Maasai marriages are elaborate affairs which incorporate many traditional rites. In a maasai community, marriages are conducted after the initiation of a boy and girl, which is usually arranged by elders without informing the bride and her mother.
Marriages in Maasai occur if a Murran’s father has a good friend with a daughter, the fathers will negotiate within themselves and decide on a date to marry off their son and their daughter without consulting them first. In some cases, it can occur during a dance which is very common in the Maasai community. When a boy is attracted to a girl, he goes to his parents and then his parents go to the girl’s family to ask for her hand in marriage.
Once both families come to an agreement, the boy’s parents would return on the next visit with a dowry of animals like cattle, goats, sheep, bed sheets and blankets.
Sometimes, a meeting is held a week before the celebration which is known as “aadung inkishu” which literally means the “Splitting of cows”. Here, both parties agree on the number of livestock that will be paid by the family of the boy. The amount varies from person to person, if it’s an agreement between friends, it may be 4 or 5 cows or it may be as high as 14 0r 15. They also take ‘Khat’ (a leafy green plant containing two main stimulant drugs which speed up your mind and body) and sugar.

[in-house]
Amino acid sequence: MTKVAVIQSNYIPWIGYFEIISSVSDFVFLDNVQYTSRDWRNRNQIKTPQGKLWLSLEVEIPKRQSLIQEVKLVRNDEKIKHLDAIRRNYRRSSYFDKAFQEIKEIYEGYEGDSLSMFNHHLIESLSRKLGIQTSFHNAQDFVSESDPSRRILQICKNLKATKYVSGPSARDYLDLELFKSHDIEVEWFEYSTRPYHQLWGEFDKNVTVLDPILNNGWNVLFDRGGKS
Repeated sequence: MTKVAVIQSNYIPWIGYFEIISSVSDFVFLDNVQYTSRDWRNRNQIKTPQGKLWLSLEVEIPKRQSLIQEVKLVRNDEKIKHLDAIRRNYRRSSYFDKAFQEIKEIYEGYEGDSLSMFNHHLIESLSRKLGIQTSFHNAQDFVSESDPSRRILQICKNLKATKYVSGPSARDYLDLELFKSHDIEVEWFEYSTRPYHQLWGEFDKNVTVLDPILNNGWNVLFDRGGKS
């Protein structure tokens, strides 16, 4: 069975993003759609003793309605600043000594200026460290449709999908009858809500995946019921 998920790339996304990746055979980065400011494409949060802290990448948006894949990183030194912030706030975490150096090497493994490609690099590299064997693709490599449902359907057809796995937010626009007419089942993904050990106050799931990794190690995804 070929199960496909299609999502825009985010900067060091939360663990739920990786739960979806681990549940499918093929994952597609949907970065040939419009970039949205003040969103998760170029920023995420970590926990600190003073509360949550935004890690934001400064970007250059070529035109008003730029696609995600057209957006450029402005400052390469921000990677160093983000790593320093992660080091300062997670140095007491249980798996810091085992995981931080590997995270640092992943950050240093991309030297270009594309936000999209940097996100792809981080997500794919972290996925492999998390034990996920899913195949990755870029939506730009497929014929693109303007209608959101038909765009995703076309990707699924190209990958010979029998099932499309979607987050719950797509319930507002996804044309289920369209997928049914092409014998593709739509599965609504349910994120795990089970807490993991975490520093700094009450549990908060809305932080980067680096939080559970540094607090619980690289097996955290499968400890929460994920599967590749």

Most Maasai girls do not have an option but to accept because it is their parents wish for them and sometimes sad because some girls are so young and are forced to marry older men. In a case where the girl declines, she will be beaten until she accepts.
The groom is not allowed to behold his bride before the marriage and in most cases they never met before the ceremony. He picks a best man some days before the ceremony whom he travels with to the bride’s house to pick her up, taking with them the dowry they are paying to the family.
During the wedding ceremony, the men use their sticks to create a gate by intersecting each other, as the best man goes through the gate first followed by the groom and his parents. They put on clothes made of the skin of cows with the red ochre applied on the skin for decoration, and also wear shoes made of the skin as well. To beautify the bride and groom, the red ochre is also applied on their heads.
After the bride passes the gate, the men bless her and release her to go with her husband. The family of the bride’s family are not permitted to attend the wedding ceremony, as she is no longer part of their family.